Sedaris creates humor by describing repeat readings of the book. The shift in the source of teenage Sedaris’ shock – from the  book’s sexual content to its mundane language mistakes – creates comedy through surprise.

Mel Brooks quote - comedy writing | Now Novel

3. Create humor in writing via delay and understatement

Part of the effect of a great joke is waiting for the punchline – the delay. The build-up and expectation as we see the payoff coming, but don’t know when it will strike.

Understatement is also useful for comedy. Instead of saying, for example, that a character is ‘torn to shreds’ in battle you could say subtly they look ‘worse for wear’. The following description, however, could make just how understated this is clear.

Sir Terry Pratchett is a master of dry understatement. He uses this device to create tongue-in-cheek, dry humor. For example, here he describes a bar fight:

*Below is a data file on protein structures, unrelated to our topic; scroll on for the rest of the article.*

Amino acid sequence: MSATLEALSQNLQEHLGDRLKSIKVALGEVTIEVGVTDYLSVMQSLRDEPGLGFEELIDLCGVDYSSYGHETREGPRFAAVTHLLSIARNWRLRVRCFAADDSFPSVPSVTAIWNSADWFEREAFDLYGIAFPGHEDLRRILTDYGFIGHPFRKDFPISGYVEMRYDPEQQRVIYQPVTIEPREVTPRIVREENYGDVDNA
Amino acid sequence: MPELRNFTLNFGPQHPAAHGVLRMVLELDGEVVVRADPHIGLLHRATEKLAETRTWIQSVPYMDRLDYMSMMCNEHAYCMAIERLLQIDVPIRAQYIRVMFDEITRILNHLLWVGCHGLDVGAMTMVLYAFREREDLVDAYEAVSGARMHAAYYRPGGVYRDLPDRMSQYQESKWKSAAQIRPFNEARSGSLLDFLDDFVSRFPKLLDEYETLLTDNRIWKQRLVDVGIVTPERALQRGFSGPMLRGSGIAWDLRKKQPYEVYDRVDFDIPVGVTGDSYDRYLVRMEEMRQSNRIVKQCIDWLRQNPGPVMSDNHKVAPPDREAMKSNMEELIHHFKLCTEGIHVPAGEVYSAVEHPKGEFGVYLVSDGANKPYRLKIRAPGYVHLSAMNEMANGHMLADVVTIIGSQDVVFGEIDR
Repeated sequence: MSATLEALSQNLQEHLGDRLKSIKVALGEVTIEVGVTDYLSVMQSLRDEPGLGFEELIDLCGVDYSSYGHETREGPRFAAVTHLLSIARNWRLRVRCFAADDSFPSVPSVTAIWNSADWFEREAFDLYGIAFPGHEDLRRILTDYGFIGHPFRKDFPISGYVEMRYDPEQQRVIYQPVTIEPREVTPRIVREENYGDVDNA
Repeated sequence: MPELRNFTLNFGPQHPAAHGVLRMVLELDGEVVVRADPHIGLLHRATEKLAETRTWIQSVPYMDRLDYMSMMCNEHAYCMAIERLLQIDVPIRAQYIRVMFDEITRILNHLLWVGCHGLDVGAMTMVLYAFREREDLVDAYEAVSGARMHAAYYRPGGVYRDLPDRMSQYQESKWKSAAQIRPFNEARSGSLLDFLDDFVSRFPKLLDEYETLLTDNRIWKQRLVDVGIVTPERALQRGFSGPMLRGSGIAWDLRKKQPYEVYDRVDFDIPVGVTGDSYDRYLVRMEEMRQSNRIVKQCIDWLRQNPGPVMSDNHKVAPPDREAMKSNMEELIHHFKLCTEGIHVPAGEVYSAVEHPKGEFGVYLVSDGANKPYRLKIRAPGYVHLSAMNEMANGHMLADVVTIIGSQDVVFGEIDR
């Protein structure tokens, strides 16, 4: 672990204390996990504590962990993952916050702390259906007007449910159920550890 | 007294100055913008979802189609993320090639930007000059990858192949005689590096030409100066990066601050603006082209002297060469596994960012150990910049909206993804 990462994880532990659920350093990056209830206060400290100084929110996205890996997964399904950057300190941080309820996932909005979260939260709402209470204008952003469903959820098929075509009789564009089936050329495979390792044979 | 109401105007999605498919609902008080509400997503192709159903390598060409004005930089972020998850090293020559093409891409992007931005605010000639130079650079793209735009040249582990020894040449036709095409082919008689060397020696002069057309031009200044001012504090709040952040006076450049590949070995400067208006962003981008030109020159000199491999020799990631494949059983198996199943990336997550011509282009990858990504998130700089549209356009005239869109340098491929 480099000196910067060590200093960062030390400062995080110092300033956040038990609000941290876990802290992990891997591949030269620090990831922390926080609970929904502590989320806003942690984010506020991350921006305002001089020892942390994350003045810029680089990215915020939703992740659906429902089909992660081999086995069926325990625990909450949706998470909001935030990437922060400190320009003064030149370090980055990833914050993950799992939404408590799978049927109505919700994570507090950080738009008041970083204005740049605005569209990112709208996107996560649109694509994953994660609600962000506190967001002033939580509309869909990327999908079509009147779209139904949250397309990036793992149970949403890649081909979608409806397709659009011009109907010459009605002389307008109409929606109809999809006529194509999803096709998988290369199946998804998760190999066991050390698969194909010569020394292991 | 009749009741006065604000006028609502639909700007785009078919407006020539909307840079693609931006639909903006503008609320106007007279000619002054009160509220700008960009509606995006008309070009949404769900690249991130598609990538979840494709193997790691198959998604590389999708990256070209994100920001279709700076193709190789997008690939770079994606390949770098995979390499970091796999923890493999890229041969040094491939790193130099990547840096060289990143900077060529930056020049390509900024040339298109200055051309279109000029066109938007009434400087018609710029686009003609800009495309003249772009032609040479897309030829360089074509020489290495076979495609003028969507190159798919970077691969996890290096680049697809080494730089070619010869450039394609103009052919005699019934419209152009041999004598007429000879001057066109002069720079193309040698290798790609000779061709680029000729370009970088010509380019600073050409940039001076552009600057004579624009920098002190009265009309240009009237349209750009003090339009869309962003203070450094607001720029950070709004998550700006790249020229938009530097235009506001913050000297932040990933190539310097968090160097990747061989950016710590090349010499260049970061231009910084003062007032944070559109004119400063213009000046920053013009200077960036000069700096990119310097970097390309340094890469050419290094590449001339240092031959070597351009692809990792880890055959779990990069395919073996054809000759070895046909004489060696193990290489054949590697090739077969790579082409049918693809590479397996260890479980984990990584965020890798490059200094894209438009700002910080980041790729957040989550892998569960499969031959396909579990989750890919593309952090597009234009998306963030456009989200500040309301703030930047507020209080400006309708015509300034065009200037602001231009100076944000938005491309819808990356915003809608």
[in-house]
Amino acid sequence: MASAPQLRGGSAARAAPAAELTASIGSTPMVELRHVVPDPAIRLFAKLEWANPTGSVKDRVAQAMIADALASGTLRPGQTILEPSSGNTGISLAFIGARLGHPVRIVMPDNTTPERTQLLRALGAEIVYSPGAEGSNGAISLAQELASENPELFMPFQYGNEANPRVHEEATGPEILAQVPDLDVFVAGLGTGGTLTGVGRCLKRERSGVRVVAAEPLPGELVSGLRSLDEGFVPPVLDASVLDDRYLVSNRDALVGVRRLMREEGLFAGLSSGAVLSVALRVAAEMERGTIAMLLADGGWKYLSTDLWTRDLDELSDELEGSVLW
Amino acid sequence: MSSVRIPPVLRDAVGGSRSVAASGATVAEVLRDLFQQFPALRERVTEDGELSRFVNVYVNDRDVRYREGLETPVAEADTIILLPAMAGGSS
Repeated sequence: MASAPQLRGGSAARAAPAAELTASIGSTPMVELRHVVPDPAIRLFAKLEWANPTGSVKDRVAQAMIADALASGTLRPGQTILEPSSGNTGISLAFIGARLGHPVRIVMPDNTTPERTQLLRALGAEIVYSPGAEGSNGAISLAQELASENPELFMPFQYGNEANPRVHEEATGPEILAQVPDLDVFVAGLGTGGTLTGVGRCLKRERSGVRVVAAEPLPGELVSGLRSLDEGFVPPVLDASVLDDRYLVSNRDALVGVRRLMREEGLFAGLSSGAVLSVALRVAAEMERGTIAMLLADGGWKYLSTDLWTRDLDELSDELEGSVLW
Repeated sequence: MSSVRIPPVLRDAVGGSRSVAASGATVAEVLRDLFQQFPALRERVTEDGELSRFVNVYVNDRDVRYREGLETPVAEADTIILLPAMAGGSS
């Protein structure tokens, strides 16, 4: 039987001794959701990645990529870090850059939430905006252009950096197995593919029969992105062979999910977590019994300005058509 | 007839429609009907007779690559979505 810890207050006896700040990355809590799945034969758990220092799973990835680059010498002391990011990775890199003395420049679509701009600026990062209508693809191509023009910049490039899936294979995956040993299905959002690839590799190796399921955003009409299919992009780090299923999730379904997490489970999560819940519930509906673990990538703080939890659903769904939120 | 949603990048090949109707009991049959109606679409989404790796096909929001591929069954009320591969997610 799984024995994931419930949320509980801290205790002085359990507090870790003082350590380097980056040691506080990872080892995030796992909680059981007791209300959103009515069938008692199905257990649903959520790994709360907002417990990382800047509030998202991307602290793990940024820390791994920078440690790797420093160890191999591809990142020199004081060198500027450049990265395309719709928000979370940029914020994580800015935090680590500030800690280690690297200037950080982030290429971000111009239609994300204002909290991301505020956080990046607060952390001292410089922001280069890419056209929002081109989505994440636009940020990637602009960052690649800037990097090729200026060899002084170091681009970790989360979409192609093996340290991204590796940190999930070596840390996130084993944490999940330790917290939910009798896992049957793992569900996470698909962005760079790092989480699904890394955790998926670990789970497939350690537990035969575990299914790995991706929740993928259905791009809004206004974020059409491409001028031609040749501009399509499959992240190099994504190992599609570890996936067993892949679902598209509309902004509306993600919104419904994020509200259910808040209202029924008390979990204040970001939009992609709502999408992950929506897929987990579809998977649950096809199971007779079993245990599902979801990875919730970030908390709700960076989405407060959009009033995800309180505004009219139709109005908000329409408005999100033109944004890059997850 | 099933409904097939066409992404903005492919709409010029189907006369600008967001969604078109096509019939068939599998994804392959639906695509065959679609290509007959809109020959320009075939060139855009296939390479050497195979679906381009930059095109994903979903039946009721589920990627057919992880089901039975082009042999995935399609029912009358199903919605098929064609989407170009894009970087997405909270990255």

‘Rincewind reached the Broken Drum at a dead run and was just in time to collide with a man who came out backwards, fast. The stranger’s haste was in part accounted for
by the spear in his chest. He bubbled noisily and dropped dead at the wizard’s feet. Rincewind peered around the doorframe and jerked back as a heavy throwing axe whirred
past like a partridge. It was probably a lucky throw, a second cautious glance told him. The dark interior of the Drum was a broil of fighting men, quite a number of them–a third
and longer glance confirmed–in bits.’

The phrase ‘The stranger’s haste was in part accounted for by the spear in his chest’ is understatement. The narrator’s subtle expression of the man’s misfortune makes the tone dry and morbidly humorous.

Note also how Pratchett builds to the last words. The tongue-in-cheek tone continues to Rincewind’s third observation – that the bar is ‘a broil of fighting men, quite a number of them …[are] in bits.’ The hyphens separating the character’s third glance from the rest of the sentence delays the final words ‘in bits’. The extra delay builds up to the punchiest, driest, most morbid observation.